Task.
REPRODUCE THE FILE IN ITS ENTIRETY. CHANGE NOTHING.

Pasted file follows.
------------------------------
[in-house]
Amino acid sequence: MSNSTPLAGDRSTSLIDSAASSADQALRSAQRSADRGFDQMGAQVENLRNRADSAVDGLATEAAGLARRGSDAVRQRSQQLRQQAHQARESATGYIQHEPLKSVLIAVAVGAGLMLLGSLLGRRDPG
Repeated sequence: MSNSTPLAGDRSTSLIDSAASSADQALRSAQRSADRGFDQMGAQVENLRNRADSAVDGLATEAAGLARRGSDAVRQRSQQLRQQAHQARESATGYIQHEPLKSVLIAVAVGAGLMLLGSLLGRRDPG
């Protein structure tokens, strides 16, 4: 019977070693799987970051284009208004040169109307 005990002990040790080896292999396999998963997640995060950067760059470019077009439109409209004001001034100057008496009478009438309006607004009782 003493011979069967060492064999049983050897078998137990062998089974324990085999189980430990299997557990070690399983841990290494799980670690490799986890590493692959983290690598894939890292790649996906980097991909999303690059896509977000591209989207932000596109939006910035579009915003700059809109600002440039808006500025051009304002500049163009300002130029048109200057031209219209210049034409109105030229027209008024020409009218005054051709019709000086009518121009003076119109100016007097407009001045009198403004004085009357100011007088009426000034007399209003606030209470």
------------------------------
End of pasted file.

[in-house]
Amino acid sequence: MSNSTPLAGDRSTSLIDSAASSADQALRSAQRSADRGFDQMGAQVENLRNRADSAVDGLATEAAGLARRGSDAVRQRSQQLRQQAHQARESATGYIQHEPLKSVLIAVAVGAGLMLLGSLLGRRDPG
Repeated sequence: MSNSTPLAGDRSTSLIDSAASSADQALRSAQRSADRGFDQMGAQVENLRNRADSAVDGLATEAAGLARRGSDAVRQRSQQLRQQAHQARESATGYIQHEPLKSVLIAVAVGAGLMLLGSLLGRRDPG
């Protein structure tokens, strides 16, 4: 019977070693799987970051284009208004040169109307 005990002990040790080896292999396999998963997640995060950067760059470019077009439109409209004001001034100057008496009478009438309006607004009782 003493011979069967060492064999049983050897078998137990062998089974324990085999189980430990299997557990070690399983841990290494799980670690490799986890590493692959983290690598894939890292790649996906980097991909999303690059896509977000591209989207932000596109939006910035579009915003700059809109600002440039808006500025051009304002500049163009300002130029048109200057031209219209210049034409109105030229027209008024020409009218005054051709019709000086009518121009003076119109100016007097407009001045009198403004004085009357100011007088009426000034007399209003606030209470």